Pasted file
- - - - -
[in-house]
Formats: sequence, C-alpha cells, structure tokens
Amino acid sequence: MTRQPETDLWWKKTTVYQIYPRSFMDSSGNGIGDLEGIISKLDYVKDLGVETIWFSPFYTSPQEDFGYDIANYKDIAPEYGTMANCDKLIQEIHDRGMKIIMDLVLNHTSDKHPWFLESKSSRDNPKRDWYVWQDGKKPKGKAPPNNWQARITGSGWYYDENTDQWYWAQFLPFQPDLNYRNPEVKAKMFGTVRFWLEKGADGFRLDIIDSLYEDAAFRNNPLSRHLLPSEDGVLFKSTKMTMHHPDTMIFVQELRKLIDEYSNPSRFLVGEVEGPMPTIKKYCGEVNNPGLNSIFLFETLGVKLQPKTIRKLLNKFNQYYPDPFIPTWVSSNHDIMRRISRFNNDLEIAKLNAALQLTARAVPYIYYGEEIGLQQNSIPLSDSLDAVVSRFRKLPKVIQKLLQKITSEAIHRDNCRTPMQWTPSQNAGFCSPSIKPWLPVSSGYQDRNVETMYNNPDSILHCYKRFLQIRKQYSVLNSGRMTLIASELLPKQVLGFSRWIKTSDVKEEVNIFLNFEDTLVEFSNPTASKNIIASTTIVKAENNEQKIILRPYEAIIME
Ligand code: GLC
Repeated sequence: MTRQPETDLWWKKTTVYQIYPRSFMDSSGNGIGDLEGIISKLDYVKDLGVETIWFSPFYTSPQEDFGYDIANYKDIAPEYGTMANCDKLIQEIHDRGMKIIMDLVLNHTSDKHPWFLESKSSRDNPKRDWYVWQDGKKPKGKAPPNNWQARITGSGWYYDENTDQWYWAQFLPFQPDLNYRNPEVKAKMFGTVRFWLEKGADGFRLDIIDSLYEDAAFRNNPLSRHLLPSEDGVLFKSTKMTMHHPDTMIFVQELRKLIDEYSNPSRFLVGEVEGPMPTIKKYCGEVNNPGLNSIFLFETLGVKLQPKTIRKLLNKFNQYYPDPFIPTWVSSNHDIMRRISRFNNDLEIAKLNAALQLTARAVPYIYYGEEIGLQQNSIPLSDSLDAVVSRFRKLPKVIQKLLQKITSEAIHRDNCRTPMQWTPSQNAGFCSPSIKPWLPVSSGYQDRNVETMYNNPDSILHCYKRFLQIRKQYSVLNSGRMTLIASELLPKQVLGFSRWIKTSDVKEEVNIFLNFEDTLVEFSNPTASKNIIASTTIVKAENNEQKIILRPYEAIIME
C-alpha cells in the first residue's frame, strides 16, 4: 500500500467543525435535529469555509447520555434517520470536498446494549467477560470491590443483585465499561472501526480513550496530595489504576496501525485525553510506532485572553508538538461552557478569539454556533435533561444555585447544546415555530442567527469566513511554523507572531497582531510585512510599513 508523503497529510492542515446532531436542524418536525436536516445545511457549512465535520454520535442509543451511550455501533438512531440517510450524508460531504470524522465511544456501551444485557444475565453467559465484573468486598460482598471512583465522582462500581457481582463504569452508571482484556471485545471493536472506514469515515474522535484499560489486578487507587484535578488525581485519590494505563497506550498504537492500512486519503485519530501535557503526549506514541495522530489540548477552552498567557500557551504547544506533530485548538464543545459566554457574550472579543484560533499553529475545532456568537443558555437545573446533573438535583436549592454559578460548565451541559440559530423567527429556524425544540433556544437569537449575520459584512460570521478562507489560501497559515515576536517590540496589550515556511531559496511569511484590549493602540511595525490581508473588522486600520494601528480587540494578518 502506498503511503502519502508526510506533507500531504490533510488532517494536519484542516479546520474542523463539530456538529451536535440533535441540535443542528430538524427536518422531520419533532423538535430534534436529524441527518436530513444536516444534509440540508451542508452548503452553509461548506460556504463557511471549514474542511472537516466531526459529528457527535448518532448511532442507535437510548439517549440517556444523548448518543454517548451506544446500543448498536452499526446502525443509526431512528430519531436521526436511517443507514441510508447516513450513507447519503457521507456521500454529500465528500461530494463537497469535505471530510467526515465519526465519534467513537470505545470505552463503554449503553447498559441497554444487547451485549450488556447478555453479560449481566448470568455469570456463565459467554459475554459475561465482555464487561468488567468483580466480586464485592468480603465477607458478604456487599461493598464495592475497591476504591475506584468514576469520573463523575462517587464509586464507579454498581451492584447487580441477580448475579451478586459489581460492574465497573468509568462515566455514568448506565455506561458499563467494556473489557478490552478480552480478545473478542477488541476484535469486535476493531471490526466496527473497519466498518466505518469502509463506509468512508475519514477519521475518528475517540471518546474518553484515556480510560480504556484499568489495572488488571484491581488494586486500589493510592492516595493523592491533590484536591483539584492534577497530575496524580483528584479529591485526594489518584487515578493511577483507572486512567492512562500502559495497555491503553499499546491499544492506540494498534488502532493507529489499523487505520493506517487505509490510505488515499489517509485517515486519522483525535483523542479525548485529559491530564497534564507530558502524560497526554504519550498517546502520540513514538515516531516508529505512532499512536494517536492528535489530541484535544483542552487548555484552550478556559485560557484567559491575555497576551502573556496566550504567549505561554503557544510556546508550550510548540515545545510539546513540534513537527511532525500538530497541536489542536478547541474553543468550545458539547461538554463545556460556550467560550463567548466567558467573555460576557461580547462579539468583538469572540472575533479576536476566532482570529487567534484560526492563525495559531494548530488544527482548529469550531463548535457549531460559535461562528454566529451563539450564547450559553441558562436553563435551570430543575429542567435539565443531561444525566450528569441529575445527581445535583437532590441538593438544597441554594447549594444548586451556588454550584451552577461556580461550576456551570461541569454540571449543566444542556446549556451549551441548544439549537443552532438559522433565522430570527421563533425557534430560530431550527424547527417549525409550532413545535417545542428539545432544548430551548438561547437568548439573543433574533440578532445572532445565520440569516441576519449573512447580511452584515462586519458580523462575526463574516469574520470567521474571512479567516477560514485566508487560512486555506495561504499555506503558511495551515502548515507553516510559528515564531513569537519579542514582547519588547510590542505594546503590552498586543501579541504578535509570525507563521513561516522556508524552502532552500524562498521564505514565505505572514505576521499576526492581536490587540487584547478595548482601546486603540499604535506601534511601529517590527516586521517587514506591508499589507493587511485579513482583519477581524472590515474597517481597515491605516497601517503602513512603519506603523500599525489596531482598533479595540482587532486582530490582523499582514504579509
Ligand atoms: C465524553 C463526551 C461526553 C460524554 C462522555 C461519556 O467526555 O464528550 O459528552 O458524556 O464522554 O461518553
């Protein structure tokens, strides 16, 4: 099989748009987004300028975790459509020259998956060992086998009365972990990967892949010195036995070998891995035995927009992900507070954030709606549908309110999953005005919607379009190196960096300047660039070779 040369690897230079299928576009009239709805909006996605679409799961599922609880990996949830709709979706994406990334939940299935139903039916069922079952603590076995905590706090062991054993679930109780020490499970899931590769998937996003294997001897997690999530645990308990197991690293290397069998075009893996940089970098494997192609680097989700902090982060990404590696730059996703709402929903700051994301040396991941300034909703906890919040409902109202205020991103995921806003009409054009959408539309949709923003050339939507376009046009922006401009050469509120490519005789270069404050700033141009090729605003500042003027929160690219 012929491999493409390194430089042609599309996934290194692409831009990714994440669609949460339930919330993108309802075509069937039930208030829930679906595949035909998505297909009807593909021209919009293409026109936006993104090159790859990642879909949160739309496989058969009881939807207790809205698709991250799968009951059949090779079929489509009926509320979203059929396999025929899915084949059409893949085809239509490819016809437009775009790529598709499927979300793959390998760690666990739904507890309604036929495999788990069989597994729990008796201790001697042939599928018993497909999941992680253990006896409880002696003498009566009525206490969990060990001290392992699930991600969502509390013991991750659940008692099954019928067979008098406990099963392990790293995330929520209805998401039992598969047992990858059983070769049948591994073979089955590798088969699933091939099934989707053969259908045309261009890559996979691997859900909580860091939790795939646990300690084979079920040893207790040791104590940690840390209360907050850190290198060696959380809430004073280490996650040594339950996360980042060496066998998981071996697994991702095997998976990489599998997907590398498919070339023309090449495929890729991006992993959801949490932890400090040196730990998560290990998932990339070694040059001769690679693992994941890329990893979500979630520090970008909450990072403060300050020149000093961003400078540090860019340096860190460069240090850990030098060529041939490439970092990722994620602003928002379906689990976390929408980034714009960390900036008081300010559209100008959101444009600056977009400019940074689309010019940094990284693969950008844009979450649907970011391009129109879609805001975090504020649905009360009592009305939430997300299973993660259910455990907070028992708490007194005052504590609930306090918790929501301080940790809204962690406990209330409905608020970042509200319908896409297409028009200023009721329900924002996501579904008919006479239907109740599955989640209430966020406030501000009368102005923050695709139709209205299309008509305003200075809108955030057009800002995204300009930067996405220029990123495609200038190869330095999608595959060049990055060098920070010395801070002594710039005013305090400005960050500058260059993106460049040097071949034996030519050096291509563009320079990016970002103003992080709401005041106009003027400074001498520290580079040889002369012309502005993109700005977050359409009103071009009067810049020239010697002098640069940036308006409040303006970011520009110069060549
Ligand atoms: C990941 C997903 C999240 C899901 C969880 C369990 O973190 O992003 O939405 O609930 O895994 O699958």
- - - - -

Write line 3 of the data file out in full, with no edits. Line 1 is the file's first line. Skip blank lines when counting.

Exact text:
Amino acid sequence: MTRQPETDLWWKKTTVYQIYPRSFMDSSGNGIGDLEGIISKLDYVKDLGVETIWFSPFYTSPQEDFGYDIANYKDIAPEYGTMANCDKLIQEIHDRGMKIIMDLVLNHTSDKHPWFLESKSSRDNPKRDWYVWQDGKKPKGKAPPNNWQARITGSGWYYDENTDQWYWAQFLPFQPDLNYRNPEVKAKMFGTVRFWLEKGADGFRLDIIDSLYEDAAFRNNPLSRHLLPSEDGVLFKSTKMTMHHPDTMIFVQELRKLIDEYSNPSRFLVGEVEGPMPTIKKYCGEVNNPGLNSIFLFETLGVKLQPKTIRKLLNKFNQYYPDPFIPTWVSSNHDIMRRISRFNNDLEIAKLNAALQLTARAVPYIYYGEEIGLQQNSIPLSDSLDAVVSRFRKLPKVIQKLLQKITSEAIHRDNCRTPMQWTPSQNAGFCSPSIKPWLPVSSGYQDRNVETMYNNPDSILHCYKRFLQIRKQYSVLNSGRMTLIASELLPKQVLGFSRWIKTSDVKEEVNIFLNFEDTLVEFSNPTASKNIIASTTIVKAENNEQKIILRPYEAIIME